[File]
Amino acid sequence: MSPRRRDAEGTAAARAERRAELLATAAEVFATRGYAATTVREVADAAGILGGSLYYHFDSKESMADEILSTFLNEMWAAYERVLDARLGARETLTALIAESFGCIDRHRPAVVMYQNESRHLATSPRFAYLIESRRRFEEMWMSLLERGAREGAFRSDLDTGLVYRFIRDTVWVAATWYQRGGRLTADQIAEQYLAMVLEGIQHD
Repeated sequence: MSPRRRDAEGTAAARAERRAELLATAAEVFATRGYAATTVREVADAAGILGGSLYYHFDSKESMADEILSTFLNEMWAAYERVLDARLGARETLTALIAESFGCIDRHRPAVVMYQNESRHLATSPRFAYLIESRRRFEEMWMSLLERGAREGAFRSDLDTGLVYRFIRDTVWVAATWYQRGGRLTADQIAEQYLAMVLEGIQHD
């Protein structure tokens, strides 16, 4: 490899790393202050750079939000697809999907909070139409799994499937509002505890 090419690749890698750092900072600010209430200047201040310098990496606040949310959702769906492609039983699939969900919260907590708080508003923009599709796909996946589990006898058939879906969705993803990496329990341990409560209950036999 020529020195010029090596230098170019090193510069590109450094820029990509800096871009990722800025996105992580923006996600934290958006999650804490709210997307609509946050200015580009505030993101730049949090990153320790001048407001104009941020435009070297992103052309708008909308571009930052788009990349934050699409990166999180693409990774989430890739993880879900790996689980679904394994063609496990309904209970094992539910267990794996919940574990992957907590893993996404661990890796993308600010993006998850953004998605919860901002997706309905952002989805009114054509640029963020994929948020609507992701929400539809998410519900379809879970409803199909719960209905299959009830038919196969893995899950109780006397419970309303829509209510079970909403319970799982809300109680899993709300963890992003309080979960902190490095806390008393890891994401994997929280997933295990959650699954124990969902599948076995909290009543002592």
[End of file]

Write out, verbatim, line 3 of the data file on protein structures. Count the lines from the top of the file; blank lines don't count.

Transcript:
């Protein structure tokens, strides 16, 4: 490899790393202050750079939000697809999907909070139409799994499937509002505890 090419690749890698750092900072600010209430200047201040310098990496606040949310959702769906492609039983699939969900919260907590708080508003923009599709796909996946589990006898058939879906969705993803990496329990341990409560209950036999 020529020195010029090596230098170019090193510069590109450094820029990509800096871009990722800025996105992580923006996600934290958006999650804490709210997307609509946050200015580009505030993101730049949090990153320790001048407001104009941020435009070297992103052309708008909308571009930052788009990349934050699409990166999180693409990774989430890739993880879900790996689980679904394994063609496990309904209970094992539910267990794996919940574990992957907590893993996404661990890796993308600010993006998850953004998605919860901002997706309905952002989805009114054509640029963020994929948020609507992701929400539809998410519900379809879970409803199909719960209905299959009830038919196969893995899950109780006397419970309303829509209510079970909403319970799982809300109680899993709300963890992003309080979960902190490095806390008393890891994401994997929280997933295990959650699954124990969902599948076995909290009543002592």